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20.4.08

Transparency In Institutions

Elaine Vigneault endorses a proposed bill that all slaughterhouses should be required to install publicly-reviewable video cameras, as a way of promoting transparency and hence accountability for how animals are treated. This way activists wouldn't need to conduct covert operations, like the one by the Humane Society that recently prompted the country's largest beef recall by exposing the Westland/Hallmark slaughterhouse's torture of "downer" cattle.

I endorse this idea as well. And I think it could also be expanded -- not just to other animal operations like factory farms, but also to "total institutions" housing humans. The general principle is this: Whenever an instution is given total control over the fate of other sentient beings (that is, beings that can care about their fate), its operations must be open to review by independent parties (outsiders, as well as by its own inmates where feasible). History has shown repeatedly that control combined with a lack of transparency and hence accountability is a recipe for abuse.

The specific solution of video cameras may not work everywhere. It's a good idea for animal institutions, and perhaps for prisons (which are already under potential constant surveilance by guards). Hospitals and nursing homes (and rehabilitation-oriented programs that would ideally replace prisons), on the other hand, would certainly require an alternate means of creating transparency without violating residents' privacy. I recall hearing a few years back that Joe Lieberman had introduced an (unsuccessful) bill to make all prisons, including private ones, subject to strong FOIA rules*, which would have been a small step in the right direction.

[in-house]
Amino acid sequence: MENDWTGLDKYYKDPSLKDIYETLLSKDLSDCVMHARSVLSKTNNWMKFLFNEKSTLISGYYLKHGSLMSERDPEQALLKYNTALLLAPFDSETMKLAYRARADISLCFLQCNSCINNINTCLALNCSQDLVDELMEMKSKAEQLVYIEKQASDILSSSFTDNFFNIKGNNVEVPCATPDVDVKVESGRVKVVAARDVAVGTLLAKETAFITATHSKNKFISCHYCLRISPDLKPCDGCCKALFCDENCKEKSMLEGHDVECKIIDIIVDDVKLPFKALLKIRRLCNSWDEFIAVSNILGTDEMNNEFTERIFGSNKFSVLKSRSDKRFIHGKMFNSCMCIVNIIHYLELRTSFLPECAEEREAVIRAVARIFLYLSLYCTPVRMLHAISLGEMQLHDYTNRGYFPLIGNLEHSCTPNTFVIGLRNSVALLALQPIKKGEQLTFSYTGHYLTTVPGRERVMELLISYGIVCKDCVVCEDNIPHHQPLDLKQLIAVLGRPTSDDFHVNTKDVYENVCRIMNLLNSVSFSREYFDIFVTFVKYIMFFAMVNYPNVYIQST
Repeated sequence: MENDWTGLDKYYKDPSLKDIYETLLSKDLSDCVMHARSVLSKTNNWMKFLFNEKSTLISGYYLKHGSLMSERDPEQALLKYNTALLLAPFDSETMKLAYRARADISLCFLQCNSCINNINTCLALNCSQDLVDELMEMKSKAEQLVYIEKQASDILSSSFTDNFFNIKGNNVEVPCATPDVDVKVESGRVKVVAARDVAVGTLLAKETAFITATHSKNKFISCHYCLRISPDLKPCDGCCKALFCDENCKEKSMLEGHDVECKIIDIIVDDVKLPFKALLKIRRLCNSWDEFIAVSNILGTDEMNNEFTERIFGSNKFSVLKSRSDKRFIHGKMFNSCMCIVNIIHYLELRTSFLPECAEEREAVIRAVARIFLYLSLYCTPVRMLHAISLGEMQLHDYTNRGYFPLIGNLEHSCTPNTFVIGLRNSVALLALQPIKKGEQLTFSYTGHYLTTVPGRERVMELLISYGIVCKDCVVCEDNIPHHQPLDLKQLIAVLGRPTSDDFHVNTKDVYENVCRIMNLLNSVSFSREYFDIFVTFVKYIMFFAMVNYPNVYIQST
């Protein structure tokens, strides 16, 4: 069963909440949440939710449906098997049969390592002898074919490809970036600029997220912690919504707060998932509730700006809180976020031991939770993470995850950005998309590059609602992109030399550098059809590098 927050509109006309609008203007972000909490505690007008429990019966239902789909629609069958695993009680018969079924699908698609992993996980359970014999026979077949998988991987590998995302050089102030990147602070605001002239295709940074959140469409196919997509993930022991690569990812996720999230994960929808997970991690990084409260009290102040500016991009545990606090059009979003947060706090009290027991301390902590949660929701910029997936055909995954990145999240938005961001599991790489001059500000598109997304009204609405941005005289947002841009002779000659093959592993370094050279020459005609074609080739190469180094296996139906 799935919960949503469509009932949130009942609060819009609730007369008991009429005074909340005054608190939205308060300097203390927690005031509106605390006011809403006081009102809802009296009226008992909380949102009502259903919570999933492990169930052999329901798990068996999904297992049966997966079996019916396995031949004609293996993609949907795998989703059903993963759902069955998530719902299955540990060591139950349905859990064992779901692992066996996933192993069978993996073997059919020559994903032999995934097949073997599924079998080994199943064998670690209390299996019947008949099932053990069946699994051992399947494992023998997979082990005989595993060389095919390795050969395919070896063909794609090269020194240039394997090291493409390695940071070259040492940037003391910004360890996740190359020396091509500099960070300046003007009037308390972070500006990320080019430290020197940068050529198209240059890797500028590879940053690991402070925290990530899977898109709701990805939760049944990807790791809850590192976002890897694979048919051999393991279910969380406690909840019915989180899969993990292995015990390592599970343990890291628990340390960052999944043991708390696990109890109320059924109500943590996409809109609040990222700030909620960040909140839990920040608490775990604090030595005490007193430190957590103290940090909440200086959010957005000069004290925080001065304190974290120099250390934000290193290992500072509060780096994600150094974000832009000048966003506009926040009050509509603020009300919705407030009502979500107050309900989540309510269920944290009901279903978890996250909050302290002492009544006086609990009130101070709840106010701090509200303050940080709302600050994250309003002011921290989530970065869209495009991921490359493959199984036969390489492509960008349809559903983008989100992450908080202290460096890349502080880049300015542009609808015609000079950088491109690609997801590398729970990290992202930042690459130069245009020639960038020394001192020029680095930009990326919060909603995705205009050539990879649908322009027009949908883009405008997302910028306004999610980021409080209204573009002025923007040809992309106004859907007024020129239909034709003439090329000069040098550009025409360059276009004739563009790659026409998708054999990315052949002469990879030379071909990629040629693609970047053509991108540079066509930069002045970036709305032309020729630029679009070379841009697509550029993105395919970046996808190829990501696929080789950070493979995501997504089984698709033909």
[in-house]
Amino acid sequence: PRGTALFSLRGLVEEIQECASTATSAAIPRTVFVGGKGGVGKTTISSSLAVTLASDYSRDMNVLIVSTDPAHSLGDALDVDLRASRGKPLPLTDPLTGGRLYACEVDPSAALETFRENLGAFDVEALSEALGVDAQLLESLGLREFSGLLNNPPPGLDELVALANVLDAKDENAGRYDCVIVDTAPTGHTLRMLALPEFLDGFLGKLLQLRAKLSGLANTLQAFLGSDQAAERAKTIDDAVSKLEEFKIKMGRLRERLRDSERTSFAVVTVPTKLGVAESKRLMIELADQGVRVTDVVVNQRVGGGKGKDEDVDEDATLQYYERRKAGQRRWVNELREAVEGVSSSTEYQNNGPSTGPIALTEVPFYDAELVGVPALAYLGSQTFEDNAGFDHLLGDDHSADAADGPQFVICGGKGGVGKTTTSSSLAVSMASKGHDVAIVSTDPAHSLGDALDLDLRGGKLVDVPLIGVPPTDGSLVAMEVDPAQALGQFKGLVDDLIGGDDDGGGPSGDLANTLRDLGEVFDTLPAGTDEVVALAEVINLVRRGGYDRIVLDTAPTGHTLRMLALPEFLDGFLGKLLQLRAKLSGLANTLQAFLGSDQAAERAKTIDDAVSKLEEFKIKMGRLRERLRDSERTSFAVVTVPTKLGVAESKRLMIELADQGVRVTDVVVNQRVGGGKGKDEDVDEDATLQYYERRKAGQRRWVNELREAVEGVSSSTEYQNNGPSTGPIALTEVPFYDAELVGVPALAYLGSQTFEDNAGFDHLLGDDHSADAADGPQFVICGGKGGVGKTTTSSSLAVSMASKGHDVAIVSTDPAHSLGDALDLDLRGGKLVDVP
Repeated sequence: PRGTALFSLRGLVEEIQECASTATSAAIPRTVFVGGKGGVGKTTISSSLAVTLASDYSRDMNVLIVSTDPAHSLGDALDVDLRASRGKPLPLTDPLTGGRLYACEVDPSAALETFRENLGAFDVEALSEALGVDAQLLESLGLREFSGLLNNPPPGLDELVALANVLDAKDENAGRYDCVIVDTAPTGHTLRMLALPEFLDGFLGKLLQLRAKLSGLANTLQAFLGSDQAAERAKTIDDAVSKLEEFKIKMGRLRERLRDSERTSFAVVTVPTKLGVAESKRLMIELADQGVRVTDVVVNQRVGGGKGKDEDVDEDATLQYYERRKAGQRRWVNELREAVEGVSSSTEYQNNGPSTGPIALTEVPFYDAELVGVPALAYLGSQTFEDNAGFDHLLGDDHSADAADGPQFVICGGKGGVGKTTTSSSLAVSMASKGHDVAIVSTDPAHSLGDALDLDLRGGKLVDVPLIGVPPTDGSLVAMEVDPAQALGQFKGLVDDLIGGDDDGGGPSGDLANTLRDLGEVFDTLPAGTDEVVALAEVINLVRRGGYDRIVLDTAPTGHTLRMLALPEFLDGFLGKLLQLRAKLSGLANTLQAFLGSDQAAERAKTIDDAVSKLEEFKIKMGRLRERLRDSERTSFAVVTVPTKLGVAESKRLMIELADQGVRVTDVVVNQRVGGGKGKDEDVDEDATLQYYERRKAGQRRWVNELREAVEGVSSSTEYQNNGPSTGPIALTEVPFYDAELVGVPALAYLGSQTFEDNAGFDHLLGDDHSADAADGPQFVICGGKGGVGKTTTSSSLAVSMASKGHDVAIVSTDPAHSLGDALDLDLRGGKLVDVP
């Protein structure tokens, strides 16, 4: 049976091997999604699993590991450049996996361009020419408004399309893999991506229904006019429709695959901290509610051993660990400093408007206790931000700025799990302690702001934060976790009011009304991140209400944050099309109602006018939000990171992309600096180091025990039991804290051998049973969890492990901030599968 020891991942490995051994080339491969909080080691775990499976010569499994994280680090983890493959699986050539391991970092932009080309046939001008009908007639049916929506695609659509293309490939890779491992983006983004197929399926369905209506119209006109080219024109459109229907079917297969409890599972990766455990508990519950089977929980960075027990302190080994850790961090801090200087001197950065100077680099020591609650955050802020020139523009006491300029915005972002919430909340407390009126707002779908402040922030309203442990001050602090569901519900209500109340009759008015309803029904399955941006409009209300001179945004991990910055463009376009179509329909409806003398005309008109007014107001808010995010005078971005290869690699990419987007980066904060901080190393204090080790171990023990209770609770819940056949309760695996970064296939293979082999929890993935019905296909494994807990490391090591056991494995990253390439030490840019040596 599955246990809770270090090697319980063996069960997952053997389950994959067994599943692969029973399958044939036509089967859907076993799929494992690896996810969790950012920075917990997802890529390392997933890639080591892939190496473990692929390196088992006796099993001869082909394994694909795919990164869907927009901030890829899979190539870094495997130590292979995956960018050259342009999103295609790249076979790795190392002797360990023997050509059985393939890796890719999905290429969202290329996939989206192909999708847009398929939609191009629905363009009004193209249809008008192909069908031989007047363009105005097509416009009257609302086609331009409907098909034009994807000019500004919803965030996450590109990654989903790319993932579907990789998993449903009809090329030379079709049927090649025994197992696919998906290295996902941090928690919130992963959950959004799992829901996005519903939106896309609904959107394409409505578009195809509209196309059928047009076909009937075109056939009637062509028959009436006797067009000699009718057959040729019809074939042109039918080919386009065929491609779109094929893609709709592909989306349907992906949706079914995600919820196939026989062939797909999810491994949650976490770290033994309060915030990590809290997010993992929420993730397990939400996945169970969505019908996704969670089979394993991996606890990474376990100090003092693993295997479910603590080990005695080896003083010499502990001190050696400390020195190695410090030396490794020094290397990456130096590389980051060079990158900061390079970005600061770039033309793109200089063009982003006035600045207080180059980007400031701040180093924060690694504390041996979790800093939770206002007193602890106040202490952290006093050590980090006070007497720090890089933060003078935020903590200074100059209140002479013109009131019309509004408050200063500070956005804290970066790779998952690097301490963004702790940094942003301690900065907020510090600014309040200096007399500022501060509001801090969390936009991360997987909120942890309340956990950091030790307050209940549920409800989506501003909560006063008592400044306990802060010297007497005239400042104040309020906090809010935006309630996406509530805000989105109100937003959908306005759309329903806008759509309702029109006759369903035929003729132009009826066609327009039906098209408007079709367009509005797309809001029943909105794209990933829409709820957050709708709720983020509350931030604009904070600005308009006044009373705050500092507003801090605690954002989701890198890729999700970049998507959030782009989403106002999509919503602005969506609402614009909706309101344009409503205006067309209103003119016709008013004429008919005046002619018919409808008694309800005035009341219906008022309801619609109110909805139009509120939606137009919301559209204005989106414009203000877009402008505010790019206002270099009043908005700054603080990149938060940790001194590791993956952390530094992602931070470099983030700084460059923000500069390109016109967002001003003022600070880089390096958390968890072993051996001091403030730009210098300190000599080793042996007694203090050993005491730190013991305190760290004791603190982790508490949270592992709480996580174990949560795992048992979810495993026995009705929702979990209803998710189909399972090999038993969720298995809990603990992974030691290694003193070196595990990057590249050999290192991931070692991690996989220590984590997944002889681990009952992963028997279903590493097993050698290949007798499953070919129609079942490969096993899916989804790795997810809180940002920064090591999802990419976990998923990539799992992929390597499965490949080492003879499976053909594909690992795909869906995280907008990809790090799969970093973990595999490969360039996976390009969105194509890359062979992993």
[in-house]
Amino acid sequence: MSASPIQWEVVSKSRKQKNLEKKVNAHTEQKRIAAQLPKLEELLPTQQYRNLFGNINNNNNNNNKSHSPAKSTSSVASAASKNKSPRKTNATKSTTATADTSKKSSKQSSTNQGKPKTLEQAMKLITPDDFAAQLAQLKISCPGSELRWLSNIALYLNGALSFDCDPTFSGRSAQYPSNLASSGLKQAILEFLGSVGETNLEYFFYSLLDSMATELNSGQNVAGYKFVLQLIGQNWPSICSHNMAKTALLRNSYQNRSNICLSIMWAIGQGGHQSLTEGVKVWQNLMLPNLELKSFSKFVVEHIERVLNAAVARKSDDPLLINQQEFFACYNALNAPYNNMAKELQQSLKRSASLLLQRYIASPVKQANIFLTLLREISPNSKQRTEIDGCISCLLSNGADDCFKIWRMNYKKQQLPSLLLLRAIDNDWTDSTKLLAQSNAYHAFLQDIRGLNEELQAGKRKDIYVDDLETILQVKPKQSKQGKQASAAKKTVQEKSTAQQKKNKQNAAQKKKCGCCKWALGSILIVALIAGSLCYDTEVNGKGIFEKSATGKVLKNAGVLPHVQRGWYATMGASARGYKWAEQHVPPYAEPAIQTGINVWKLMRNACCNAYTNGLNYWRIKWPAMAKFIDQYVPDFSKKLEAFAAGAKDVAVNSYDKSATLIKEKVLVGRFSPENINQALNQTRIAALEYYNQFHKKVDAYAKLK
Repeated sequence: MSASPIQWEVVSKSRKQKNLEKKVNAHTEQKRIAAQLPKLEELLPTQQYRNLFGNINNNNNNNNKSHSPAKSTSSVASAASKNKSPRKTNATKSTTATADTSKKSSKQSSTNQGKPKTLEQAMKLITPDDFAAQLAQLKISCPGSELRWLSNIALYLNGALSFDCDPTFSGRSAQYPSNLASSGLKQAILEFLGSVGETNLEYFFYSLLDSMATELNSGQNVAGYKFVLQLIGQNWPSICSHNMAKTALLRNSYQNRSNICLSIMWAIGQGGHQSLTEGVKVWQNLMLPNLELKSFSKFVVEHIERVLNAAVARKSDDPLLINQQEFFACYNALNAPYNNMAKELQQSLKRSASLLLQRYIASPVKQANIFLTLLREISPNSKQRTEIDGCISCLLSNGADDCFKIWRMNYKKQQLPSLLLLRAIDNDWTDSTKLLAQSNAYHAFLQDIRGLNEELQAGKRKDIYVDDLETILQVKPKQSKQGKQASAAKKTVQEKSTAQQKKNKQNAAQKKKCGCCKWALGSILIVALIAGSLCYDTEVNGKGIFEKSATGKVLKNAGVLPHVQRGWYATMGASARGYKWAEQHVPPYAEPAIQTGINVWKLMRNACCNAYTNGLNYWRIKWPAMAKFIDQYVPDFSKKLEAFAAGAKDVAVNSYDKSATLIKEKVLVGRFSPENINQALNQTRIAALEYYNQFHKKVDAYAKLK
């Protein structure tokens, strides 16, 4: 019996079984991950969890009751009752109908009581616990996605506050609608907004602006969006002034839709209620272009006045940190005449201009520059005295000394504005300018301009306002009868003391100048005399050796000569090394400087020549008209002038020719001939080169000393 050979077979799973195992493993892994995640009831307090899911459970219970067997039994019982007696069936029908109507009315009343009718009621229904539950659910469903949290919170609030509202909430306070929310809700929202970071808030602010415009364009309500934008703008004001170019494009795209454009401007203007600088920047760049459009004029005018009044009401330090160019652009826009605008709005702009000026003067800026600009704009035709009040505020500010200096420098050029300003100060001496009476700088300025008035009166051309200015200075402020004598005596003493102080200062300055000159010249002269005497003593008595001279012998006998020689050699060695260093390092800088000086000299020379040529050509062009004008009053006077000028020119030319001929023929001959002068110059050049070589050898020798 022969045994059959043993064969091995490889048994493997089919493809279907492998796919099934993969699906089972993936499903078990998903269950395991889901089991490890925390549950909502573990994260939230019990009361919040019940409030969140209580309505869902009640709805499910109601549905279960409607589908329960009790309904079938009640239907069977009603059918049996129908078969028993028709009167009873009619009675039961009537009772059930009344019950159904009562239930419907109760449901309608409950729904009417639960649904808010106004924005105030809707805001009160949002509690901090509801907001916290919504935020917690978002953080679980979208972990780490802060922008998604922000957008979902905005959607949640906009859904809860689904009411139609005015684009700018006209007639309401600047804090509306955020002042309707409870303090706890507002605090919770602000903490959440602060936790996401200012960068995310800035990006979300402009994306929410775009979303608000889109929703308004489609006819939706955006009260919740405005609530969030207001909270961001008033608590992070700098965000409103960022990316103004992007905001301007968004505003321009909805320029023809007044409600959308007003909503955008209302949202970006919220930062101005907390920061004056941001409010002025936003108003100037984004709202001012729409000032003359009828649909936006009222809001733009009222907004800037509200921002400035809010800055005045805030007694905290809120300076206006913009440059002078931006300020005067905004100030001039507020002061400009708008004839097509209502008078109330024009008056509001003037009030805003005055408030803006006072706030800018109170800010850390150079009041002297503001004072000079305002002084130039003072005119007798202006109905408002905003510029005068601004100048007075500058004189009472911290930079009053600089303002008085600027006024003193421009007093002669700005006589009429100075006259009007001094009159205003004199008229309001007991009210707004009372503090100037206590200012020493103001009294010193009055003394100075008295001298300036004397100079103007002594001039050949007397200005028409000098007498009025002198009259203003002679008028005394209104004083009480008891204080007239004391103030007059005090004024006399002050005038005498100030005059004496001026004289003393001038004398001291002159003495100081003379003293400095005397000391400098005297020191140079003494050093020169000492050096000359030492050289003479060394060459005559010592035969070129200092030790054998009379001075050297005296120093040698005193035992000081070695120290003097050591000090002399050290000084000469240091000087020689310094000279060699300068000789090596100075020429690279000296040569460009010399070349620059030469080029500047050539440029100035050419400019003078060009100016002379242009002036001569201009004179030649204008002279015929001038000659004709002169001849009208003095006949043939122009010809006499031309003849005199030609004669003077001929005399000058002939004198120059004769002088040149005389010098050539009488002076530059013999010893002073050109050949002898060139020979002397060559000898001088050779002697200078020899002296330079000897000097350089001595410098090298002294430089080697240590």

*This is the reason I can't quite sign on to the idea that Lieberman is an evil DINO who should just join the Republican Party already. While he's made a fetish of taking a neoconservative position on foreign policy, he gets more liberal the less an issue is in the public spotlight. IIRC he's also a big supporter of DC representation.

5 Comments:

Blogger Robin Edgar said...

"History has shown repeatedly that control combined with a lack of transparency and hence accountability is a recipe for abuse."

No kidding. . .

8:35 AM  
Blogger Robin Edgar said...

"History has shown repeatedly that control combined with a lack of transparency and hence accountability is a recipe for abuse."

No kidding. . .

8:36 AM  
Blogger Robin Edgar said...

"History has shown repeatedly that control combined with a lack of transparency and hence accountability is a recipe for abuse."

No kidding. . .

8:36 AM  
Blogger Elaine Vigneault said...

I agree with you here. I think transparency is crucial not just for slaughterhouses, but also for places like mental health institutions, prisons, hospitals, child group homes, etc.

9:26 AM  
Blogger Alon Levy said...

I'm honestly not sure it's a good idea for slaughterhouses. It comes off as eerily similar to pro-life laws requiring women to view ultrasounds before abortions. On the other hand, there are legitimate things to view at meat factories, such as safety standards for both workers and livestock.

And, of course, for prisons and mental asylums I can't see any negative for this surveillance, except that some people will bitch that it's a good thing inmates should fear rape. For child group homes, I'm less certain, because it could create an atmosphere of total surveillance among people who did no wrong.

11:23 AM  

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